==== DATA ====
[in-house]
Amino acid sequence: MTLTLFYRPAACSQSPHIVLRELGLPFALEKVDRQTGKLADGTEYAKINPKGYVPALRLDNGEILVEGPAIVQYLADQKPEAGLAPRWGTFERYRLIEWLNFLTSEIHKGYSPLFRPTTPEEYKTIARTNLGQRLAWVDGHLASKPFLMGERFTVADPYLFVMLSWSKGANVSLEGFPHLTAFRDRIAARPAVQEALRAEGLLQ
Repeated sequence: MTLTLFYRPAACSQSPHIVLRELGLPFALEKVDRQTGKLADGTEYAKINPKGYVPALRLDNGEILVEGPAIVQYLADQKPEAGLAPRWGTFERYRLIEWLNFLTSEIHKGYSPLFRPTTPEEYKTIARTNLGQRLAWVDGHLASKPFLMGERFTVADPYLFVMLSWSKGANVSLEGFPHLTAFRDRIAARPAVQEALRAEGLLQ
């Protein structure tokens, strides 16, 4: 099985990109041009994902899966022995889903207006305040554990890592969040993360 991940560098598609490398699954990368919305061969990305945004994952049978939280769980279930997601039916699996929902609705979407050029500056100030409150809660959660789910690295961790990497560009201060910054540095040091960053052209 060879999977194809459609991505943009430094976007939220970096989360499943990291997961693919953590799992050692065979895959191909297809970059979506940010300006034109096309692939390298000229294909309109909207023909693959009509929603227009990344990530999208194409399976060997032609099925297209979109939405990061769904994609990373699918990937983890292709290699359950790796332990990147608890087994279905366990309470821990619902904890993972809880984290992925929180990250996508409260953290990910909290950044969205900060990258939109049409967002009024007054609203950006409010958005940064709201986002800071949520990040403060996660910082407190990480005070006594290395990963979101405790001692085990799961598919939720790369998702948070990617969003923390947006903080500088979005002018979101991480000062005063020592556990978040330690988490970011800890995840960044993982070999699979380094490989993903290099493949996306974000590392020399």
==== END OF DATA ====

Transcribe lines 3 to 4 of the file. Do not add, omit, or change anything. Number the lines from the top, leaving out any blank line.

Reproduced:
Repeated sequence: MTLTLFYRPAACSQSPHIVLRELGLPFALEKVDRQTGKLADGTEYAKINPKGYVPALRLDNGEILVEGPAIVQYLADQKPEAGLAPRWGTFERYRLIEWLNFLTSEIHKGYSPLFRPTTPEEYKTIARTNLGQRLAWVDGHLASKPFLMGERFTVADPYLFVMLSWSKGANVSLEGFPHLTAFRDRIAARPAVQEALRAEGLLQ
């Protein structure tokens, strides 16, 4: 099985990109041009994902899966022995889903207006305040554990890592969040993360 991940560098598609490398699954990368919305061969990305945004994952049978939280769980279930997601039916699996929902609705979407050029500056100030409150809660959660789910690295961790990497560009201060910054540095040091960053052209 060879999977194809459609991505943009430094976007939220970096989360499943990291997961693919953590799992050692065979895959191909297809970059979506940010300006034109096309692939390298000229294909309109909207023909693959009509929603227009990344990530999208194409399976060997032609099925297209979109939405990061769904994609990373699918990937983890292709290699359950790796332990990147608890087994279905366990309470821990619902904890993972809880984290992925929180990250996508409260953290990910909290950044969205900060990258939109049409967002009024007054609203950006409010958005940064709201986002800071949520990040403060996660910082407190990480005070006594290395990963979101405790001692085990799961598919939720790369998702948070990617969003923390947006903080500088979005002018979101991480000062005063020592556990978040330690988490970011800890995840960044993982070999699979380094490989993903290099493949996306974000590392020399």